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The Subject of FreedomKant, Levinas$
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Gabriela Basterra

Print publication date: 2015

Print ISBN-13: 9780823265145

Published to Fordham Scholarship Online: January 2016

DOI: 10.5422/fordham/9780823265145.001.0001

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Unconditioned Subjectivity

Unconditioned Subjectivity

Chapter:
(p.47) 2 Unconditioned Subjectivity
Source:
The Subject of Freedom
Author(s):

Gabriela Basterra

Publisher:
Fordham University Press
DOI:10.5422/fordham/9780823265145.003.0003

This chapter proposes a reading of Kant's third antinomy that pursues what Kant's explanation presupposes and accomplishes beyond what his explicit solution claims to achieve. The third antinomy rehearses the tension between freedom and determinism, between spontaneity and receptivity, by introducing freedom as an unconditioned cause or limit. This chapter argues that the subject, a member of the empirical series and also the bearer of freedom, plays the role of unconditioned cause that allows reason to form a synthesis. By unwittingly taking the position of the unconditioned, the subject would introduce a boundary in the natural causal series that anchors it fleetingly and contingently. The immanent synthesis formed here would be a dynamic system being incessantly reconfigured. “Subjectivity” in this context names a relationship between the series and its outside, between knowledge and what exceeds thought, between a theoretical reason that reasons and a practical reason that must act.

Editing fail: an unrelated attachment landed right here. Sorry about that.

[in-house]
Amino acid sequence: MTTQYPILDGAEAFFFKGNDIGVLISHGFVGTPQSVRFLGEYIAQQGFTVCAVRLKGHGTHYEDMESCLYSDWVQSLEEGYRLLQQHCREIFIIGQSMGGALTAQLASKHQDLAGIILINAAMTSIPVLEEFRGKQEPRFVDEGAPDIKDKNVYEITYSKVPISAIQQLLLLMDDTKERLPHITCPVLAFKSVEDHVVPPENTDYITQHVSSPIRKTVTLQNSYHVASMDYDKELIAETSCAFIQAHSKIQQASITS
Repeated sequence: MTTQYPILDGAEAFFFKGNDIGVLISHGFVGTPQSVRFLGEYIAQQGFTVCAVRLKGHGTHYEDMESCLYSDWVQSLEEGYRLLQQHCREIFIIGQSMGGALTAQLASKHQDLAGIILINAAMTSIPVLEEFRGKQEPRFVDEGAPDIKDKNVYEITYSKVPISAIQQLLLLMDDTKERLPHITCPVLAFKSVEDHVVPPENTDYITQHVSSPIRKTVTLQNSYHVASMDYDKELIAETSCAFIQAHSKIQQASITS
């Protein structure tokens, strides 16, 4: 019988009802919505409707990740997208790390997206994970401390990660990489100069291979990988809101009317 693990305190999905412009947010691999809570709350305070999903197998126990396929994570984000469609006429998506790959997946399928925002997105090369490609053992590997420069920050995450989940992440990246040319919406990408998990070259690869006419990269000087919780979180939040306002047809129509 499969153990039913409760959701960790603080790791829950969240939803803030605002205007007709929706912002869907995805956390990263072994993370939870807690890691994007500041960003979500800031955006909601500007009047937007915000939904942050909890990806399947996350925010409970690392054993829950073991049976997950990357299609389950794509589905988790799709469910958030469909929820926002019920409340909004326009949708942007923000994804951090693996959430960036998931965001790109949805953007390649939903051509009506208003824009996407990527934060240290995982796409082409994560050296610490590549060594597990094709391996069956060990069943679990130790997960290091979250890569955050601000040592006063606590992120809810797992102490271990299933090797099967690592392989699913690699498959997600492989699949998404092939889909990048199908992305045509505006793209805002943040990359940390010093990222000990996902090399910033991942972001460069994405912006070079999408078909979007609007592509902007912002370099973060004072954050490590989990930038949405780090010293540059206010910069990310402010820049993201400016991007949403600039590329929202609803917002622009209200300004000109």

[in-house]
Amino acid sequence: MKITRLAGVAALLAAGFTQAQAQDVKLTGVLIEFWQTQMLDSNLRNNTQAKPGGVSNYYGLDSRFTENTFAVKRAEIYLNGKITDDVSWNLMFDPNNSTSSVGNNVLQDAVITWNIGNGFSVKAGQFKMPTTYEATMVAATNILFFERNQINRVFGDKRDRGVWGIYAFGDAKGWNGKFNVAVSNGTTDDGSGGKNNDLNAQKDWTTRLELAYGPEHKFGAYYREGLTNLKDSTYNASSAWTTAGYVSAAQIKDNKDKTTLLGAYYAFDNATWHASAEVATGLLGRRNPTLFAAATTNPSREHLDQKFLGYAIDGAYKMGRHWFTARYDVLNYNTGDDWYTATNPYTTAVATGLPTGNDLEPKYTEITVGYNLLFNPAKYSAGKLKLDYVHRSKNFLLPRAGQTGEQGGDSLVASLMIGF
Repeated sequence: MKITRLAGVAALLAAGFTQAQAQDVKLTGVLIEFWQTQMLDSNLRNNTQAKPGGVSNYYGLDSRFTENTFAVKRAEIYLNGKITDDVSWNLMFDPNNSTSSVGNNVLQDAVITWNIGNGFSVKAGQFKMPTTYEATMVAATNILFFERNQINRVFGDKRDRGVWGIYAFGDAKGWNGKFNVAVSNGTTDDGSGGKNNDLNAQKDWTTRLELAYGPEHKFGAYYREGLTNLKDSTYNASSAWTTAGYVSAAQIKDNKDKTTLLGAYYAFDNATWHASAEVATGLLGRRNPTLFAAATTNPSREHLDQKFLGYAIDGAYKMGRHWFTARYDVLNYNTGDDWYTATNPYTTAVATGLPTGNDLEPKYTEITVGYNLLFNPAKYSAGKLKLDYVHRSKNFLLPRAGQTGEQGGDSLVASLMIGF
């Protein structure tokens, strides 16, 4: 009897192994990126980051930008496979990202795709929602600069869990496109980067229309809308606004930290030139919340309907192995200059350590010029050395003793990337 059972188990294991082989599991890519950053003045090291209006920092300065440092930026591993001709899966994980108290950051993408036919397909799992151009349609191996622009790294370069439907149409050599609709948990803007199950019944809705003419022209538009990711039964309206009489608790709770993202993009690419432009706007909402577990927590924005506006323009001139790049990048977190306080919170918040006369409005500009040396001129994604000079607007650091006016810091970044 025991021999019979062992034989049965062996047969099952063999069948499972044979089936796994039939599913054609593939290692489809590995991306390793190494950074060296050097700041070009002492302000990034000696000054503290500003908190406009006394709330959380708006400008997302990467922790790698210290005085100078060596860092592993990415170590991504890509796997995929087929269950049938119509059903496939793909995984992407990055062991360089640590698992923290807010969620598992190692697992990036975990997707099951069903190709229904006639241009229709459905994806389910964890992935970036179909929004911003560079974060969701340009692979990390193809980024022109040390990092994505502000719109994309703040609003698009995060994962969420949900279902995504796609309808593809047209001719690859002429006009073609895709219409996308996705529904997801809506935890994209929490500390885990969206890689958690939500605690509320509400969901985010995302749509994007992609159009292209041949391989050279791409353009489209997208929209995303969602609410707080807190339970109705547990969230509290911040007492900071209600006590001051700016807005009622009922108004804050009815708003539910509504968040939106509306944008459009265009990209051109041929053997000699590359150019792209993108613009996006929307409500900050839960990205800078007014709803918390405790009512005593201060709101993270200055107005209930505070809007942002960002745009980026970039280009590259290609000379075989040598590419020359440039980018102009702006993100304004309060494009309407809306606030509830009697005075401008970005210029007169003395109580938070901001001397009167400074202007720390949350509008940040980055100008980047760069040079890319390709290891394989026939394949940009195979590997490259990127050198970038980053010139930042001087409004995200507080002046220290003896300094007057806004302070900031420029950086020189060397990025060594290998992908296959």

Keywords:   Kant, Third antinomy, Freedom, Determinism, Unconditioned, Subjectivity, Immanent synthesis, Contingent whole, Practical reason

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